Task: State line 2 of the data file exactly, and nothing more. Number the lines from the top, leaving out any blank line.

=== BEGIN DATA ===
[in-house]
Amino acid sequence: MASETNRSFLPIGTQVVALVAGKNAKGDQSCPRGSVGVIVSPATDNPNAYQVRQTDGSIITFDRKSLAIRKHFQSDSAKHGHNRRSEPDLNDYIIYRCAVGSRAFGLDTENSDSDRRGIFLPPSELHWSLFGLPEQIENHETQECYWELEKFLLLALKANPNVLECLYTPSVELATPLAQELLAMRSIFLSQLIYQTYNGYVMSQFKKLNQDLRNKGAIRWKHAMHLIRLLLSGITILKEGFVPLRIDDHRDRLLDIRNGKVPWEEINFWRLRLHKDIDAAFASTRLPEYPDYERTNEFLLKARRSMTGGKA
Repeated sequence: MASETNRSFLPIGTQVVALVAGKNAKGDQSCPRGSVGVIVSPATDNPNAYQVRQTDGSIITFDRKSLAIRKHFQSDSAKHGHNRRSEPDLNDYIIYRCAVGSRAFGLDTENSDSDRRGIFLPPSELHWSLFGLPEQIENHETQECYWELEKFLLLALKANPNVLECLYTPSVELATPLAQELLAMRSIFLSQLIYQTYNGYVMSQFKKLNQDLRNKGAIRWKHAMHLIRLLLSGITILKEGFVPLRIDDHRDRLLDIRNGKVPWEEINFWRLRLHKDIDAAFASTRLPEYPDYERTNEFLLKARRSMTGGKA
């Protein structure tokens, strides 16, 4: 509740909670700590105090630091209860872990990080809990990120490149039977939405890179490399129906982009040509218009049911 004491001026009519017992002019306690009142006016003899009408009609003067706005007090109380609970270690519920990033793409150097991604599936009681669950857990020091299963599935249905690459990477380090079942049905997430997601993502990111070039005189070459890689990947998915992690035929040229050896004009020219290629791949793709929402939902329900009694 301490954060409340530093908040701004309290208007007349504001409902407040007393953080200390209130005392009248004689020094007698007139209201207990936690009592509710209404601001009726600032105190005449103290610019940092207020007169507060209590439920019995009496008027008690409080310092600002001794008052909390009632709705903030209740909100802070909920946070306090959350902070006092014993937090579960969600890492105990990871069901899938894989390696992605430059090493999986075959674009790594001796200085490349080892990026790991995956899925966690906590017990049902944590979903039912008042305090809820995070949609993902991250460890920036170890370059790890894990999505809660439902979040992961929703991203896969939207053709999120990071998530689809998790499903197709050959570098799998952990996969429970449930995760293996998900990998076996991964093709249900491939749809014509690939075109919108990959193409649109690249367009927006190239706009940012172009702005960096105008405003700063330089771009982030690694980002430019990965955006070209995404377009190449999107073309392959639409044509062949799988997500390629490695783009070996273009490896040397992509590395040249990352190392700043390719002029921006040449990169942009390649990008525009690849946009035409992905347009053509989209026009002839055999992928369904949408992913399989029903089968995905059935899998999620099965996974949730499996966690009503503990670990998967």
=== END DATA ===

Amino acid sequence: MASETNRSFLPIGTQVVALVAGKNAKGDQSCPRGSVGVIVSPATDNPNAYQVRQTDGSIITFDRKSLAIRKHFQSDSAKHGHNRRSEPDLNDYIIYRCAVGSRAFGLDTENSDSDRRGIFLPPSELHWSLFGLPEQIENHETQECYWELEKFLLLALKANPNVLECLYTPSVELATPLAQELLAMRSIFLSQLIYQTYNGYVMSQFKKLNQDLRNKGAIRWKHAMHLIRLLLSGITILKEGFVPLRIDDHRDRLLDIRNGKVPWEEINFWRLRLHKDIDAAFASTRLPEYPDYERTNEFLLKARRSMTGGKA